The Singapore stock market continued its retreat yesterday , with the Straits Times Index (STI) down 17.65 points or 0.55 per cent to 3,181.03. This marks a 1.2 per cent decline over the course of the whole week.
About 1.62 billion shares worth $1.23 billion changed hands. Two stocks declined for every one that gained.
Among the biggest losers were Singapore Exchange (SGX), United Overseas Bank (UOB) and Hongkong Land.
Coming off a recent rally, which saw the stock gain 7 per cent over eight sessions to $9.39 on Wednesday, SGX yesterday lost 21 cents or 2.3 per cent to $9.05.
This was despite Jefferies raising its target price on SGX from $9 to $9.20 yesterday, citing market support for the bourse's acquisition of smart beta index provider Scientific Beta in its bid to scale up the index business and diversify revenue to counter competition from peers.
Still, the brokerage warned that "there may be over-optimism".
"Although the exchange is taking steps to expand its revenue streams, its long-term growth would depend on its ability to compete against larger index businesses and asset managers in an environment where fees are being compressed," it said.
The STI's performance was in line with losses among regional benchmark indices, led by South Korea. Benchmark indices in Japan, Hong Kong, Australia, India, Malaysia and Indonesia were also down.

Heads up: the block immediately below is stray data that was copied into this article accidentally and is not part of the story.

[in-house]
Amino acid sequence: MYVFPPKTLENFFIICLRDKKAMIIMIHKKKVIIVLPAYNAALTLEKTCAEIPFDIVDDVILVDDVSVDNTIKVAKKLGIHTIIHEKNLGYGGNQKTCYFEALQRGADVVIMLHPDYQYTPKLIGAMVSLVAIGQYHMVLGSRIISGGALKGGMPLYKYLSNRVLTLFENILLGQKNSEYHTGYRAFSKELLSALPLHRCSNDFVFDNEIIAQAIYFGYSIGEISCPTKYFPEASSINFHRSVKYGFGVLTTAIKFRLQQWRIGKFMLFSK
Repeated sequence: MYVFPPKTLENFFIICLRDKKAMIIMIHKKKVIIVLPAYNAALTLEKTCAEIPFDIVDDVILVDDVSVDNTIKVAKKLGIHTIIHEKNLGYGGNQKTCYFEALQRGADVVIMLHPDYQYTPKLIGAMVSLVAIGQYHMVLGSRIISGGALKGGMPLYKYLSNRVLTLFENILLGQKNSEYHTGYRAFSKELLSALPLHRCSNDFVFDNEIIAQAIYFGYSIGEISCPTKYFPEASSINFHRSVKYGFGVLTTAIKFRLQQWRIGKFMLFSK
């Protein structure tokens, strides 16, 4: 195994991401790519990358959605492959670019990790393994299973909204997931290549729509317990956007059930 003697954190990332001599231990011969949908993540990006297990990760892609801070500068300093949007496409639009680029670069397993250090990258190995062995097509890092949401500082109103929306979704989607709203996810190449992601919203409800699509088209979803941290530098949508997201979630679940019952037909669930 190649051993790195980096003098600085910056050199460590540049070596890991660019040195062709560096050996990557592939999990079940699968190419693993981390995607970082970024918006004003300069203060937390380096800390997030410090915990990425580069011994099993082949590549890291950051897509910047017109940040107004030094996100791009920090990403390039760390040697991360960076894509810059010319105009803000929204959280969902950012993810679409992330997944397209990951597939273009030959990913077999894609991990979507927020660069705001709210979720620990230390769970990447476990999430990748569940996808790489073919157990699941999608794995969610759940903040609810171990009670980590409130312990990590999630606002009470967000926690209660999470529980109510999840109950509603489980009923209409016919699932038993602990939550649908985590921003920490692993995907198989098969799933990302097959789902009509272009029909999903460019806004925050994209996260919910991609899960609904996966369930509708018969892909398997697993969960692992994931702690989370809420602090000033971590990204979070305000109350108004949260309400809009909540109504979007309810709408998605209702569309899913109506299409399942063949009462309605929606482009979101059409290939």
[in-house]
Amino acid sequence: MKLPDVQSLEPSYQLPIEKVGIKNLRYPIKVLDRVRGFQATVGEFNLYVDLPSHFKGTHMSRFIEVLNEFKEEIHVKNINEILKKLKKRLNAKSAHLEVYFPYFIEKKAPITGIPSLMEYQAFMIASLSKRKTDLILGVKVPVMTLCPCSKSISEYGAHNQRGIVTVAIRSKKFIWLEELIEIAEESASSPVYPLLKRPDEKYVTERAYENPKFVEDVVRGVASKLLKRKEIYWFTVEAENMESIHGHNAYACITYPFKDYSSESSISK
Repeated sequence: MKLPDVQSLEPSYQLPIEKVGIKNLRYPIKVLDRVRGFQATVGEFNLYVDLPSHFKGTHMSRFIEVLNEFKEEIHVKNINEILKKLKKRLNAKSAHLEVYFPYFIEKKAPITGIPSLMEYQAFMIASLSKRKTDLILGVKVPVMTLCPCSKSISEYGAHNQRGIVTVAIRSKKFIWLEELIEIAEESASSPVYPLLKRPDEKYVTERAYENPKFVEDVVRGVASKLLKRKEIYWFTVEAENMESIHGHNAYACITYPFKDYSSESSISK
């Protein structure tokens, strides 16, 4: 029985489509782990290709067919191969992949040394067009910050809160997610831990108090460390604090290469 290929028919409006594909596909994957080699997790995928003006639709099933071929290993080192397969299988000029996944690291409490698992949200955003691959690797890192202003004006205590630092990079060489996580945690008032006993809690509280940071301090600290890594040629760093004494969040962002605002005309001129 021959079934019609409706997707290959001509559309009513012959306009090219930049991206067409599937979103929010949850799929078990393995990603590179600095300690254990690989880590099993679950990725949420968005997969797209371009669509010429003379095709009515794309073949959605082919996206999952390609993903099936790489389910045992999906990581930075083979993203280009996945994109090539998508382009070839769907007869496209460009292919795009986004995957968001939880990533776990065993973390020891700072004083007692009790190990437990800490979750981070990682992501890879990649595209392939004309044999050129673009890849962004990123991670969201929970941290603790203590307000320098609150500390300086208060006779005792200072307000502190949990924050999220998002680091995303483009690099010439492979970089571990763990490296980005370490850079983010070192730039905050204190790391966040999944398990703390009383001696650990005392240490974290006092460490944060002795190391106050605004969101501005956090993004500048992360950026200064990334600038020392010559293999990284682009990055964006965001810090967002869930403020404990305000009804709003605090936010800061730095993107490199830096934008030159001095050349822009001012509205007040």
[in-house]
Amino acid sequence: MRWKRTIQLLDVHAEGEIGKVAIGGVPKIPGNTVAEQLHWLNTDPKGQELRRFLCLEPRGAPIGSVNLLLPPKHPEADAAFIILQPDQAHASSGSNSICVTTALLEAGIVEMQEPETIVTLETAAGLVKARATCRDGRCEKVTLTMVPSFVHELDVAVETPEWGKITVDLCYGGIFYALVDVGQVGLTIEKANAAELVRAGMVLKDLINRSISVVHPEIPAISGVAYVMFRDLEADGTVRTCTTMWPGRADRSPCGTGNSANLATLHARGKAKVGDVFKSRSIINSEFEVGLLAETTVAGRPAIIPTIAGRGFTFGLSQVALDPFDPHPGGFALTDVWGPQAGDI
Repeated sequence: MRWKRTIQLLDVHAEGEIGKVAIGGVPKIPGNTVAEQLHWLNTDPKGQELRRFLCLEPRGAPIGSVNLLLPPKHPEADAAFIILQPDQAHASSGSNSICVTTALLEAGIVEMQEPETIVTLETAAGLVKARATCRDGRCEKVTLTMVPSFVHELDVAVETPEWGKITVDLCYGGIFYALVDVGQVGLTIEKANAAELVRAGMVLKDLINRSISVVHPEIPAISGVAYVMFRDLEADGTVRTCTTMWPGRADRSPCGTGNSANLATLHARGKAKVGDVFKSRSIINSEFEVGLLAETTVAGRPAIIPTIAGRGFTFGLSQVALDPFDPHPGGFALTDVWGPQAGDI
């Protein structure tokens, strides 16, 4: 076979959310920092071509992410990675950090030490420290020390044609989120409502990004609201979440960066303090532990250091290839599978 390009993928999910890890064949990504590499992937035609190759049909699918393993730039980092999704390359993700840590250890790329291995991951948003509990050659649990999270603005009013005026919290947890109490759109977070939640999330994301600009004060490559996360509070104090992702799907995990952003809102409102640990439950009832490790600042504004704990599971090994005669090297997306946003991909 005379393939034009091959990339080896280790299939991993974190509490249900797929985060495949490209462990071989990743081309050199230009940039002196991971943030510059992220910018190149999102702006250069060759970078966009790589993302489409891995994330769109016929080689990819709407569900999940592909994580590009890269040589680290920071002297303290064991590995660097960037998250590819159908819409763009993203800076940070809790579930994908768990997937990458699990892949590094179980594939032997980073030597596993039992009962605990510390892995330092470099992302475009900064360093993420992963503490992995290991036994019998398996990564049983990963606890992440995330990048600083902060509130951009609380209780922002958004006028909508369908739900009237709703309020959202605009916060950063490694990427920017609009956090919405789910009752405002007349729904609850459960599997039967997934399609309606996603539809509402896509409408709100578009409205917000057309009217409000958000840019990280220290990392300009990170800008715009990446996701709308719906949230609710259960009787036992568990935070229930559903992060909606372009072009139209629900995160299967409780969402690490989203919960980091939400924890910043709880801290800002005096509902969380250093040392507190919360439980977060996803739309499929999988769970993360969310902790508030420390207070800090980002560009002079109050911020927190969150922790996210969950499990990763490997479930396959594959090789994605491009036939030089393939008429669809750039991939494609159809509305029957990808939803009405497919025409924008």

Only China's Shenzhen Composite and Shanghai Composite rose 1.12 per cent and 0.31 per cent, respectively, after China's Ministry of Commerce said the resumption of work has been rapidly increasing in major foreign trade provinces such as Guangdong and Jiangsu.
Singapore banks were among the losers, despite positive financial results from UOB and OCBC Bank yesterday. This was due to uncertainty from the coronavirus outbreak, with the lenders expressing caution in the near term, as about a tenth of their total loan portfolio is exposed to vulnerable sectors such as tourism, retail and manufacturing.
Sembcorp Industries fell 0.5 per cent to $2.01 after its dismal results showing. The conglomerate had sunk into the red with a net loss of $15 million for its fourth quarter ended Dec 31, dragged by lower revenue from its energy and marine segments. Revenue for the quarter also fell 10 per cent to $2.32 billion.